Hunt’s first thought, he relates, was “I’ll pour water on the rocks if I want to.  Nobody tells me what to do!” But after spotting the second line of copy on the sign, Hunt changed his tune:

“Our system is not built for water.”

“Oh, now I understand,” he thought.  Hunt reminds his audiences to always add “why” statements to make statements more customer-friendly.

The same concept of “explaining why” is used in training parents, teachers, and caregivers of children with behavior challenges to used “scripted stories”. Here’s an example:

:.
I like to run. It is fun to go fast.
It’s okay to run when I am playing outside.
I can run when I am on the playground.
Sometimes I feel like running, but it is dangerous to run when I am inside.
Running inside could hurt me or other people.
When people are inside, they walk.
Walking inside is safe.

In the case of the sauna and the behaviorally challenged children, the purpose was to prevent action (pouring water or running).  But in marketing, calls to action (CTAs) often use imperative verbs designed to provoke immediate positive action: find out more, call now, provide contact information, etc. The concept, Horner explains in “Writing a Better Call to Action”, is to show consumers how to take the next step and to create a sense of urgency around the offer.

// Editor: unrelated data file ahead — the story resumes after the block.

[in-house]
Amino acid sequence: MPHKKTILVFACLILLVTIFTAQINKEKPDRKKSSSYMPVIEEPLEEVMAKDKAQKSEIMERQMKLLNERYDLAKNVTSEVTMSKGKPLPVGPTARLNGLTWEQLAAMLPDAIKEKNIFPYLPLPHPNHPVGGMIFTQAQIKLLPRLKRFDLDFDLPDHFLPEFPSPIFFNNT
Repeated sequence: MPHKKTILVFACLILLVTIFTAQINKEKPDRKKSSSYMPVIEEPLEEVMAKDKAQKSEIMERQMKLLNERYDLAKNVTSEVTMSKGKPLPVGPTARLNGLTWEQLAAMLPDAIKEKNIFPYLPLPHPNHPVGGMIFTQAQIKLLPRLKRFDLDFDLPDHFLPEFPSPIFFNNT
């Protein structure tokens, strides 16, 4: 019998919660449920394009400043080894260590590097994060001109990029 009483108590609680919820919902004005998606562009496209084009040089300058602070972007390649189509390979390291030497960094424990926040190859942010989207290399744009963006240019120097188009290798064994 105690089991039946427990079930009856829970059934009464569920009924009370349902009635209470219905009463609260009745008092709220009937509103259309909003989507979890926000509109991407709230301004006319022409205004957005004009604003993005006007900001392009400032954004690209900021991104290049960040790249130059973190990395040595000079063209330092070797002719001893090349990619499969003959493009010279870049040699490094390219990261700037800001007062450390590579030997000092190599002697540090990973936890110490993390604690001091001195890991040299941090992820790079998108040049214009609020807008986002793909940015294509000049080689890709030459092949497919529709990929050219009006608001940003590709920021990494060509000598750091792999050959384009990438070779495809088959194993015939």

Just as Todd Hunt intuited about the power of explaining why in sign copy, searchers who’ve found themselves at your blog want to know why they ought to keep reading/follow your advice/buy your products and services. Answering the “why’s” before they’re asked overcomes buyers’ natural skepticism.

Prospects actually need answers to five “why’s”:

1. Why me?  Why did you target this particular market (the one represented by this potential buyer)?
2. Why you (the author)? What is our expertise and experience?  Why do we care?
3. Why this (the offer) What are the specific solutions you provide?
4. Why now (the urgency)
5. Why this price (the value)

Adding “why” makes blog content statements more customer-friendly!

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“Ever-Wonder-Why” Blogging for Business

My friend Larry M. shared a fascinating list of “Ever Wonder Why Trivia” that I think you’ll enjoy.  More important, there’s a lesson here: trivia and blog marketing go together like “a horse and carriage” (if you’re my age) or maybe like peanut butter and jelly (if you’re not).

Trivia can be used in business blogs for:

  • defining basic terminology
  • sparking curiosity about the subject
  • putting modern-day practices and beliefs into perspective
  • explaining why the business owner or practitioner chooses to operate in a certain way